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Wynn laments holes in painting, coverage
Casino mogul Steve Wynn's self-admitted clumsiness in handling a multimillion-dollar painting by Pablo Picasso could cost him more than expected--if his insurers refuse to pay up.
Mr. Wynn, who admitted he poked a hole in the 1932 work "Le Reve" has filed a bad-faith suit in U.S. District Court in Manhattan seeking to force Lloyd's of London underwriters that wrote coverage for the depiction of Picasso's mistress, to pay the cost of restoring the work.
In media reports, Mr. Wynn described the damage to the painting as a "thumb-sized flap" and admitted it was "the world's clumsiest and goofiest thing to do."
Mr. Wynn reportedly poked a hole in "The Dream," as it is known in English, with his elbow while showing off the work to a group of friends. But Mr. Wynn's insurers balked when he filed a claim seeking not only $90,000 to repair the painting but also the diminished amount of its value.
The painting, valued at $139 million as recently as November, may be worth no more than $85 million today as a result of the accident.
Calls to Mr. Wynn's representatives were not returned. A spokesman for Lloyd's said it would be "inappropriate" to comment at this time.
Come to Jamaica and feel... better, officials say
As if the tropical climate, Captain Morgan and reggae weren't enough to lure visitors to Jamaica, the Caribbean nation now wants to add cardiac care to its list of its attractions.
Aloun Assamba, Jamaica's minister of tourism, entertainment and culture, is urging businesses to increase their investments in medical and retirement tourism, noting that these segments of the economy are poised for growth throughout the Caribbean region.
"The health, wellness and retirement subsectors are indeed growing in intensity. There is a swelling, excitement of thought, feeling, energy and enthusiasm, a new wave, which is fully backed by government through policies and the facilitation of financing," the minister told attendees Jan. 12 at the Jamaica Stock Exchange's second annual conference on investments and capital markets in Montego Bay.
In particular, Ms. Assamba recommended that Jamaica's government provide incentives to the business community to foster the development of renal care equipment; cardiac care centers; paramedic and emergency health services including ambulances, equipment and facilities for bypass surgery; retreat villas for recuperative and palliative care; and retirement communities.
Ms. Assamba specifically pointed to the United States as a target for the health care tourism effort. In 2005, a record 3 million visitors traveled to Jamaica, and 1 million of the total came from the United States--a record from a single market, the government agency said.
K-Fed is on your side, Nationwide
Nationwide Mutual Insurance Co. hopes that Kevin Federline can sell more insurance than he has albums.
The Columbus, Ohio-based insurer has tapped the aspiring rapper--better known as the soon-to-be ex of Britney Spears--to star in a Super Bowl commercial.
The TV spot is the latest in the insurer's "Life Comes at You Fast" campaign, which underscores the importance of preparing for unexpected changes.
In the spot, Mr. Federline is seen rapping in a music video, but after a quick cut, the commercial reveals that his rhymes are being recorded by a security camera--at the fast-food restaurant where he works.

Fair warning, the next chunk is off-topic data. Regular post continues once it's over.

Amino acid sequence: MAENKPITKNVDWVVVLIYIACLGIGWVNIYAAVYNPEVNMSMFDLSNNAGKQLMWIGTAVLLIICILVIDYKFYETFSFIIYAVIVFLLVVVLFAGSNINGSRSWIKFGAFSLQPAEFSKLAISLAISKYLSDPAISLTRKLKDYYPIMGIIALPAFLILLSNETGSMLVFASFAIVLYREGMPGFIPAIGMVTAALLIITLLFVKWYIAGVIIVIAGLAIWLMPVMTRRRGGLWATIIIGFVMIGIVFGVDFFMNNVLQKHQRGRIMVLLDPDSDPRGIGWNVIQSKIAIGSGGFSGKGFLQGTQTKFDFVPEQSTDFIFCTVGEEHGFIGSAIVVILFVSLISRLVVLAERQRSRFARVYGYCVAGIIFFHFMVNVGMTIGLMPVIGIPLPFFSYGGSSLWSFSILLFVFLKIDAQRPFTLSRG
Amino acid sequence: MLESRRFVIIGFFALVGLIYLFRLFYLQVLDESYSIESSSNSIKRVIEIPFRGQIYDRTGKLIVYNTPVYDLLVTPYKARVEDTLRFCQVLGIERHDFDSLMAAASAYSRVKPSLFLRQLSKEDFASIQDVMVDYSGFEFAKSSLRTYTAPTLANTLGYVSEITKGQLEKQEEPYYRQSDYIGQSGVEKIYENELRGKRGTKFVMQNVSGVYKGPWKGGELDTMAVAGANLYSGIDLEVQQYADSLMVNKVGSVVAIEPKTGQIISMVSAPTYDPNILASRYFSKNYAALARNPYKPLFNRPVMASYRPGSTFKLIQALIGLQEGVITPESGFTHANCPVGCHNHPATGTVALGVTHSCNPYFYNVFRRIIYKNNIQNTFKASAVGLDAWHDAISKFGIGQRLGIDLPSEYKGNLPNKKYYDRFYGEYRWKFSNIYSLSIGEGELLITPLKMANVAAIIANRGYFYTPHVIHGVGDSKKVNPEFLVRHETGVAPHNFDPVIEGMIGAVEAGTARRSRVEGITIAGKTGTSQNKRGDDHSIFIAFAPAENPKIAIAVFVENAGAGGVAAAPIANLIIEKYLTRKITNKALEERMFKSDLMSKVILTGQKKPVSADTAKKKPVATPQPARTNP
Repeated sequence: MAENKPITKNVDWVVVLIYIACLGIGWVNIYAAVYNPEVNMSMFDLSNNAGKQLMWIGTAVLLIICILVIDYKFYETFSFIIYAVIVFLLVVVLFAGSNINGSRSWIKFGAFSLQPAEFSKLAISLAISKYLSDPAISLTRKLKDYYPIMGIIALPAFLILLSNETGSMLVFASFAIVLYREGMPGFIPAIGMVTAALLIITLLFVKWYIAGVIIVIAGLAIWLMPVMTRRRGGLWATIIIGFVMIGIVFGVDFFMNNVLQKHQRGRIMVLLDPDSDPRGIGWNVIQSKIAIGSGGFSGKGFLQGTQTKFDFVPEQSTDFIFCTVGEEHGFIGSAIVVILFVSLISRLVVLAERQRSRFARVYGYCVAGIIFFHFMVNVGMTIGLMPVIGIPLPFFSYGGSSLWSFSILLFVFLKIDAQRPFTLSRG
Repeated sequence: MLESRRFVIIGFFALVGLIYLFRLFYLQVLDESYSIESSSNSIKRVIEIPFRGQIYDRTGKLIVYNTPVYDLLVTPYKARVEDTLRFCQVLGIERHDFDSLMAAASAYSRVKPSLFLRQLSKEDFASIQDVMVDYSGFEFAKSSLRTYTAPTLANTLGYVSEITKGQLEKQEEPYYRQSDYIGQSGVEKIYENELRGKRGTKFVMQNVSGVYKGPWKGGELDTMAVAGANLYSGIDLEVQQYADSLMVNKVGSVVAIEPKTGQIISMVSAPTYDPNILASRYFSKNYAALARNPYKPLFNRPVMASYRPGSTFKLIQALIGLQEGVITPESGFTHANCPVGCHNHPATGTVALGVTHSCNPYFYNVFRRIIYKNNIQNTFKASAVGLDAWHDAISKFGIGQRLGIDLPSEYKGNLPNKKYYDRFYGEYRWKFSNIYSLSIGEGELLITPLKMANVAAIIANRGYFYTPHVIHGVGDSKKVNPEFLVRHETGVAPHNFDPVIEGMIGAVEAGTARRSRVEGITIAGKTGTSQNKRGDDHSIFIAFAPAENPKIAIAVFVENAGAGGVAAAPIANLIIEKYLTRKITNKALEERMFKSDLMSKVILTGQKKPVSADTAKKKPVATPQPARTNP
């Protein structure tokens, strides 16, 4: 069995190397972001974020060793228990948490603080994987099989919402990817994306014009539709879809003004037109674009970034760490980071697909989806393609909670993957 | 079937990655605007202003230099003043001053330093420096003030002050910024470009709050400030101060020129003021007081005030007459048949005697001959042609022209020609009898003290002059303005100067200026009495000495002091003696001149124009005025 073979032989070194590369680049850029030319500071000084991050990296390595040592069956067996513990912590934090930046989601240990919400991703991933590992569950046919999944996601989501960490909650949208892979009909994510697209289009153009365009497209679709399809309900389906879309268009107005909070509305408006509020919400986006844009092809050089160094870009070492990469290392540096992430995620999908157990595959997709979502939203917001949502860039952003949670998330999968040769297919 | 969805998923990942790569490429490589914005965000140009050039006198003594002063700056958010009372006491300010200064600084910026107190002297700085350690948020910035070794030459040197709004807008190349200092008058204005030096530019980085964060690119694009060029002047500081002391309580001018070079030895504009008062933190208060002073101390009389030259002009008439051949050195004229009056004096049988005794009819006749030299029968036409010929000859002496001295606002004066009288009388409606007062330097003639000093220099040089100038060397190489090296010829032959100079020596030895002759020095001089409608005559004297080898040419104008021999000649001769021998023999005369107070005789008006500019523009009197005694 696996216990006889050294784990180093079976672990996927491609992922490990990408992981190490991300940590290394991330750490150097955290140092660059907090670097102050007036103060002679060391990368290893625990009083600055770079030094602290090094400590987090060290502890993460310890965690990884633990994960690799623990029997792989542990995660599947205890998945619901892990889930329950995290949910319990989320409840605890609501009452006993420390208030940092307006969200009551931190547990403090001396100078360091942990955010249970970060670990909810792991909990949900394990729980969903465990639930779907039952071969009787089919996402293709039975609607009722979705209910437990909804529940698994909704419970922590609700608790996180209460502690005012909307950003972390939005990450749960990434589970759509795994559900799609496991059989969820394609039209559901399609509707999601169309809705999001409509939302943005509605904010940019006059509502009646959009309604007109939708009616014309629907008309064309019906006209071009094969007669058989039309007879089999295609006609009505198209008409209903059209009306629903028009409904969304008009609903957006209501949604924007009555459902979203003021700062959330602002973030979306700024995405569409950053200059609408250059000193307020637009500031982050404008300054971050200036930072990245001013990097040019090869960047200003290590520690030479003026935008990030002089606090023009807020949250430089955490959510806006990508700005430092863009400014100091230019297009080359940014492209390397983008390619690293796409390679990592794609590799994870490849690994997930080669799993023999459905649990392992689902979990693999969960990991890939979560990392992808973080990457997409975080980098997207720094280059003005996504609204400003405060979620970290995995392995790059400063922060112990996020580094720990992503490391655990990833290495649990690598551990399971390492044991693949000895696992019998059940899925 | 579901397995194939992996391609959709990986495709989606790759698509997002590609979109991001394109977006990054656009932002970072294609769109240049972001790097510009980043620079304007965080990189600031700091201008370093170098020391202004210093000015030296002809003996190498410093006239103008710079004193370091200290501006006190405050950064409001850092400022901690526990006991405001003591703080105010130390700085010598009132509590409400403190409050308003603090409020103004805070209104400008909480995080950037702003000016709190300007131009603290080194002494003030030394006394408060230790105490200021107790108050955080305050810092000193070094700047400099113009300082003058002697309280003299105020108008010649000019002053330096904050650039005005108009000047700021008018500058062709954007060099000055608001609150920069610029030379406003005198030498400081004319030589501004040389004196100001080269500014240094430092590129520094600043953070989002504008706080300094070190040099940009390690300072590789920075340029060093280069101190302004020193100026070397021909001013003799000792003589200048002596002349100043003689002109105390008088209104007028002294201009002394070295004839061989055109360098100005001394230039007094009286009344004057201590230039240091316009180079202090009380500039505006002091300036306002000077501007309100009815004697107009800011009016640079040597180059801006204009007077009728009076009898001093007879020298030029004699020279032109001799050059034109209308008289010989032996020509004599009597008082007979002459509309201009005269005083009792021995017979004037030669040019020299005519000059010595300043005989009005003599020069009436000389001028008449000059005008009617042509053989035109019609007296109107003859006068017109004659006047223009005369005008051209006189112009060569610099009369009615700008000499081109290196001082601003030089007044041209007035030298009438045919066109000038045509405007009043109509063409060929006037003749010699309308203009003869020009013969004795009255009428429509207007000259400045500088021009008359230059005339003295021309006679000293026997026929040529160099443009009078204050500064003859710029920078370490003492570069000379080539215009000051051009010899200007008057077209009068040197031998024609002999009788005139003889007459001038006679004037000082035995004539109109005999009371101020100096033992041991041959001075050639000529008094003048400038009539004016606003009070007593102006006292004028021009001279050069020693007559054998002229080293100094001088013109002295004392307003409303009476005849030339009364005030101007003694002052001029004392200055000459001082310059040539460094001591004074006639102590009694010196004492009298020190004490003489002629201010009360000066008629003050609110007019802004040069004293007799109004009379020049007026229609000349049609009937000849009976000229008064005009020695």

"The 'Life Comes at You Fast' concept was created to remind people that they need to think about preparing for the future," Steven Schreibman, vp of advertising and brand management for Nationwide, said in a statement.
K-Fed's debut album, "Playing With Fire," was released to much fanfare last October, but sold only about 6,500 copies in its first week, according to media reports.
Mr. Federline is not the first well-known hip-hop figure to appear in Nationwide's campaign.
A 2005 spot featured MC Hammer performing his Grammy-winning 1990 hit "U Can't Touch This" in a mock music video filmed in front of a palatial home. A cut to "15 minutes later" shows a dejected Hammer sitting in front of the same mansion, now in foreclosure.
Ex-California insurance regulator now patrols a different beat
Former California Insurance Commissioner Chuck Quackenbush is keeping "paradise" safe as a night-shift sheriff's deputy in a place far from his scandal-plagued days of protecting policyholders.
"Working to keep paradise safe," is the Lee County, Fla., Sheriff's Office motto. Mr. Quackenbush began his job there in June 2005, according to the Sheriff's Office in Fort Myers, Fla. The starting pay for Lee County deputies is about $38,000 a year--about $100,000 less per year than he earned in the California regulator post.
The 52-year-old recently told a Florida newspaper he would like to put the past behind him, but the newspaper's lengthy article recounting Mr. Quackenbush's history in California probably isn't helping.
Mr. Quackenbush resigned in 2000 from the elected post as California's insurance commissioner. He left amid several investigations examining allegations that he allowed personal lines insurers to forgo paying fines for improperly handling claims from the 1994 Northridge, Calif., earthquake.
Instead, insurer money allegedly went to political consultants aiding Mr. Quackenbush and a football camp attended by his son.
A deputy insurance commissioner and an athletic foundation director eventually went to jail over the matter, but investigators did not link Mr. Quackenbush to any wrongdoing.
The commissioner was considered a rising star in the California GOP before he quit the state post and headed south.
While applying for his current job, Mr. Quackenbush reportedly told the Lee County Sheriff's Office that being a police officer was a lifelong dream.
Contributing: Roberto Ceniceros, Matt Scroggins, Joanne Wojcik